Speaking to Hungarian news agency MTI, Hungary’s Human Resources Minister, Zoltán Balog, has announced that Hungarian composer and educator Zoltán Kodály’s method for learning and preserving folk culture has made it onto UNESCO’s World Heritage List following the association’s meeting in Addis Ababa. The Kodály method, which stresses the idea that the preservation of musical heritage should start at an early age, was chosen as an Intangible Cultural Heritage.
Through this recognition, the Kodály method has been added to the list of best practices for preservation of culture, a register that UNESCO reserves for those models of teaching are worthy of use on an international scale, and that provide a good example for countries throughout the world.
Responding to this news, Mr. Balog said that “We trust that this international recognition will contribute to the strengthening and renewal of learning music at school.” He also added that the Kodály system is in use today at every level of musical education, from grade school to university levels.
He also emphasized that there are hundreds of cultural, singing, and dance groups continuing the mission of Zoltán Kodály and Béla Bartok. Artistic schools offering education in folk arts are quite popular, while many local, regional, and national folk song contests and folk music camps exist throughout the country. In addition, interest in the Kodály method is growing among educators both in Hungary and around the world.
The Kodály method, also referred to as Kodály concept, is a way of developing musical skills and teaching musical concepts beginning in very young children. The method uses a child-developmental approach to sequence, introducing skills according to the capabilities of the child. The method incorporates rhythm syllables, and also includes the use of rhythmic movement (a technique inspired by the work of Swiss music educator Emilie Jacques Dalcroze), as well as a system of movable-do solfege syllables.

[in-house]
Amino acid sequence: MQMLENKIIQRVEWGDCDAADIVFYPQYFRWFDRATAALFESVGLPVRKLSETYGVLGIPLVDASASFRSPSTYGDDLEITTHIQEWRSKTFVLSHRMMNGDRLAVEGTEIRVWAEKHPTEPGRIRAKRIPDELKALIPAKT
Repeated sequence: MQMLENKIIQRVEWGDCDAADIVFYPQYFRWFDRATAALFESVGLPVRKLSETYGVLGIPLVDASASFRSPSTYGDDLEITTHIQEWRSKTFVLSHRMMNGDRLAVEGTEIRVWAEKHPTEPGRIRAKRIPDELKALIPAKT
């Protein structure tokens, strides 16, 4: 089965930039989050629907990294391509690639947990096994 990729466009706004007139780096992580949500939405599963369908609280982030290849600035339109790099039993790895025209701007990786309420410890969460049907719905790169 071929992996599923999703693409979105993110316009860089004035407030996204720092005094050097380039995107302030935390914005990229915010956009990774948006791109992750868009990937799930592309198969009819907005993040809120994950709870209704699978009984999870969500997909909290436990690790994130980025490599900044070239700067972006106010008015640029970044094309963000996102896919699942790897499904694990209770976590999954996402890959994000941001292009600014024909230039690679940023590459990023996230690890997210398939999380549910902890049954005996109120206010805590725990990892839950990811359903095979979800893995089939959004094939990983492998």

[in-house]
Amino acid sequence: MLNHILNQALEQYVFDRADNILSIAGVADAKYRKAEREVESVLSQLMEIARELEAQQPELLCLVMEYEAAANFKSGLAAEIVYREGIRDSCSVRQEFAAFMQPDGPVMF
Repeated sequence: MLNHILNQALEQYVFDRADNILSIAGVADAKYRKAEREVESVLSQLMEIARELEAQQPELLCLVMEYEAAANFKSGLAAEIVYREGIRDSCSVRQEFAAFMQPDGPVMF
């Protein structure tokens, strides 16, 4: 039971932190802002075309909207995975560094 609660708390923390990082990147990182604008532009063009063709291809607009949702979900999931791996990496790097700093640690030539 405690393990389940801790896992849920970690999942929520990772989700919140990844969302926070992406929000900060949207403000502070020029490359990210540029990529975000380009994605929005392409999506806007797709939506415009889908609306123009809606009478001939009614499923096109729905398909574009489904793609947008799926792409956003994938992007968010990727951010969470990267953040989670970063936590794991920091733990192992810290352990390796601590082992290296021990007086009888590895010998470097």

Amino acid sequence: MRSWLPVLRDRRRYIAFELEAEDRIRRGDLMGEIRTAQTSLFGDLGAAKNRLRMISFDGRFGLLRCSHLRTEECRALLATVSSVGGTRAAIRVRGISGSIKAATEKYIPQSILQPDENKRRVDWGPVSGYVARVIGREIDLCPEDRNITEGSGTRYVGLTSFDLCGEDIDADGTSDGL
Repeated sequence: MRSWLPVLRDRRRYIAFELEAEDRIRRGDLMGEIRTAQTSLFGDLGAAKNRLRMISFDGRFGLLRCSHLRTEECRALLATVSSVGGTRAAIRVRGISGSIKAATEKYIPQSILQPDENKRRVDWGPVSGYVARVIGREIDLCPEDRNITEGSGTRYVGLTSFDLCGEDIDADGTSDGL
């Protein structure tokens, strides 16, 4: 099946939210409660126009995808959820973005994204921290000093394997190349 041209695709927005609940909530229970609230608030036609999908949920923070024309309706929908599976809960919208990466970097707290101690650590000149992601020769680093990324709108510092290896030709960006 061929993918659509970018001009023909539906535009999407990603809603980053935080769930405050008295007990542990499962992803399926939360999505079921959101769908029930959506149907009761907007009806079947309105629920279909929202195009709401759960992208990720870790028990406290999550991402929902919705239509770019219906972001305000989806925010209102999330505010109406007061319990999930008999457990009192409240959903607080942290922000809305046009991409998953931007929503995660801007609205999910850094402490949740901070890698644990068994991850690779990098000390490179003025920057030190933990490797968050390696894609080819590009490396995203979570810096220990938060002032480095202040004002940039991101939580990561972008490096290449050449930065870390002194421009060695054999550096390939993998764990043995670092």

Zoltán Kodály (16 December 1882 Kecskemét – 6 March 1967 Budapest) was one of the most outstanding personalities of 20th century Hungarian culture: a composer, ethnomusicologist, music educator, linguist and philosopher. His internationally acknowledged method of music education is the basis for general music teaching in Hungary, and also plays an important role in the training of professional musicians. Kodály believed that music education should begin at the earliest possible age. Kodály’s concept was to raise music lovers and musically competent people. (Read more about Kodály and his method in our earlier article here).
In recognition of his work as an ethnomusicologist, music educator, and composer, UNESCO has designated 2017 as a special Zoltán Kodály anniversary year.
According to UNESCO,
over the past century, the Kodály concept of safeguarding traditional folk music has helped to promote, transmit and document local practices in Hungary and assisted communities abroad for similar purposes.
The concept has been incorporated in school curricula since 1945.
Other Hungarian customs on the UNESCO Intangible Cultural Heritage List include the Dance-House (Táncház) system, added in 2011, and the masked carnival festivals of Mohács, added in 2009, among several others. In addition, Hungary is the home to several UNESCO World Heritage Sites, such as the village of Hollókő, the Wine Region of Tokaj, and many more.
Via MTI and Hungary Matters
Images via hvg.hu and Hajdu Online